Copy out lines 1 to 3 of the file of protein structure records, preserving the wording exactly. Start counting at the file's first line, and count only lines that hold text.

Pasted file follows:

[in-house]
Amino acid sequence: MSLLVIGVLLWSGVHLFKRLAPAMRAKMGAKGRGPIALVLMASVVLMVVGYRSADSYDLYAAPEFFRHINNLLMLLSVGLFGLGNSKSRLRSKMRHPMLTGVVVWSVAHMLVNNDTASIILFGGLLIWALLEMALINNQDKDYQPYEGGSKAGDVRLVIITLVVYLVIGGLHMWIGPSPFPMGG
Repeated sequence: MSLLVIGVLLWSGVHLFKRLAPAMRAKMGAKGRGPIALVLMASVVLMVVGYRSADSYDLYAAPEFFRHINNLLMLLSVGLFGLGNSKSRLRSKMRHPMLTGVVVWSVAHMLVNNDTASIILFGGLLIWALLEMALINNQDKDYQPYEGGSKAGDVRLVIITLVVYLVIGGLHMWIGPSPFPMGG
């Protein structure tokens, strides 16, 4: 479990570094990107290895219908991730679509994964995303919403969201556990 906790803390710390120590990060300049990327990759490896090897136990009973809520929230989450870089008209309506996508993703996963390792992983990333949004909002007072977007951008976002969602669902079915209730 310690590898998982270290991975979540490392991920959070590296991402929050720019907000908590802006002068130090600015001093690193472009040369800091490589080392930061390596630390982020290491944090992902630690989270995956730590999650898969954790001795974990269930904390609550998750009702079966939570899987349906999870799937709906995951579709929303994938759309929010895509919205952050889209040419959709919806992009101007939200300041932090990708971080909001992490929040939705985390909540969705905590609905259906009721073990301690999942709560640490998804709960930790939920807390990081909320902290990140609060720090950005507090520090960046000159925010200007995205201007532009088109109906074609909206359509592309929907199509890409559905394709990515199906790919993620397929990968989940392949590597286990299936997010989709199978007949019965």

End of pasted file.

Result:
[in-house]
Amino acid sequence: MSLLVIGVLLWSGVHLFKRLAPAMRAKMGAKGRGPIALVLMASVVLMVVGYRSADSYDLYAAPEFFRHINNLLMLLSVGLFGLGNSKSRLRSKMRHPMLTGVVVWSVAHMLVNNDTASIILFGGLLIWALLEMALINNQDKDYQPYEGGSKAGDVRLVIITLVVYLVIGGLHMWIGPSPFPMGG
Repeated sequence: MSLLVIGVLLWSGVHLFKRLAPAMRAKMGAKGRGPIALVLMASVVLMVVGYRSADSYDLYAAPEFFRHINNLLMLLSVGLFGLGNSKSRLRSKMRHPMLTGVVVWSVAHMLVNNDTASIILFGGLLIWALLEMALINNQDKDYQPYEGGSKAGDVRLVIITLVVYLVIGGLHMWIGPSPFPMGG